An interesting new article in Wired Magazine suggests that transparency is the new king and secrecy is dying. I agree that there are too many secrets, and wrote about the potential for "radical transparency" in everything from military operations to business back in 2004. The problem, as usual, is power, and the Wired article highlights this issue by ignoring it: transparency is good and secrecy is dying as long as it's profitable, and not before. There is a high cost to early adopters of radical transparency, and the failure to view this game as an infinitely iterated game will most likely prevent any adoption of radical transparency in most cases.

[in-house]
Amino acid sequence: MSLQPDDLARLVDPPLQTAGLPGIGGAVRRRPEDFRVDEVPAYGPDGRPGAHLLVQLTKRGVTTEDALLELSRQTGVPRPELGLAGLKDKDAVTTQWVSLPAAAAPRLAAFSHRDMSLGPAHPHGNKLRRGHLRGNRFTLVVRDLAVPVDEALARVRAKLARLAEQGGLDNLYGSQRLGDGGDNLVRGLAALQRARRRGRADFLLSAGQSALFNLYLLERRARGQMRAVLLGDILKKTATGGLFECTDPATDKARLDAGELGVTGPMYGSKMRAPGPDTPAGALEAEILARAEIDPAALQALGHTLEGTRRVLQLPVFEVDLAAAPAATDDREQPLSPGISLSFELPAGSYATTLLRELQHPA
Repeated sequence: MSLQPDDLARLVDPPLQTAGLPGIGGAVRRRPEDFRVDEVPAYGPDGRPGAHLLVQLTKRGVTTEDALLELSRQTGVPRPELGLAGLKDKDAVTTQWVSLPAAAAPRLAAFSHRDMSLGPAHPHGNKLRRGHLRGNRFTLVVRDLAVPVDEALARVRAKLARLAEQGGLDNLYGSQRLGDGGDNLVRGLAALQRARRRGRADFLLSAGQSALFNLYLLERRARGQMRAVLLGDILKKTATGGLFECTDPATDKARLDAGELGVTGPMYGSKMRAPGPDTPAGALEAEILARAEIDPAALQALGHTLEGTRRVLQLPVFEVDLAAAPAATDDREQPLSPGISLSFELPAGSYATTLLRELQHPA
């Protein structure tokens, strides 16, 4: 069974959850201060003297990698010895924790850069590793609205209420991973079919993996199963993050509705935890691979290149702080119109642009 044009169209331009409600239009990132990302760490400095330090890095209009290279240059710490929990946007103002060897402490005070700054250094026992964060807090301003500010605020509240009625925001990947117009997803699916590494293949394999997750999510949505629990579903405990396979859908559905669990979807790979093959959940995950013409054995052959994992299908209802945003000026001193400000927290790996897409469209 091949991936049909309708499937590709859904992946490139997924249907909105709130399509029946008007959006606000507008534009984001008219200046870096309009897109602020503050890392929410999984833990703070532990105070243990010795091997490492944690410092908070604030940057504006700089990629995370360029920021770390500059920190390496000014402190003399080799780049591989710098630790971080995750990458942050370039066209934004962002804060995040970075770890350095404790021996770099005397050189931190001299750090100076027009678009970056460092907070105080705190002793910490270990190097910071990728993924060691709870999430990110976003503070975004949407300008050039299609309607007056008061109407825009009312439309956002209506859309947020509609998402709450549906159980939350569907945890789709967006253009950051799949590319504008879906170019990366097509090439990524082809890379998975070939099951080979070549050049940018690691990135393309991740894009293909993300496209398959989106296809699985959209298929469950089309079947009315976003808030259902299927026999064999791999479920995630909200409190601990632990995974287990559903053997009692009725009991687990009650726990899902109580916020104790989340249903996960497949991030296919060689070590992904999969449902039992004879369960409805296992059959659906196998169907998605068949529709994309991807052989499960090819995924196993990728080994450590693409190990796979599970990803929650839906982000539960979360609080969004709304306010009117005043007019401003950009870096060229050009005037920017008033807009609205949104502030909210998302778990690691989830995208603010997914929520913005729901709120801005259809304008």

I'll go out on a limb and suggest that radical transparency ALWAYS makes sense IF you're the good guy. The quanum leap in radical transparency will not come until the public at large realize the corrollary to that rule: if you're not radically transparent, you're the bad guy.
This is so obvious as to be almost invisible.
Tony Snow: "...it's a reasonable and extraordinary effort on our part to help Congress do its job [by insisting that officials testify without a record and not under oath]"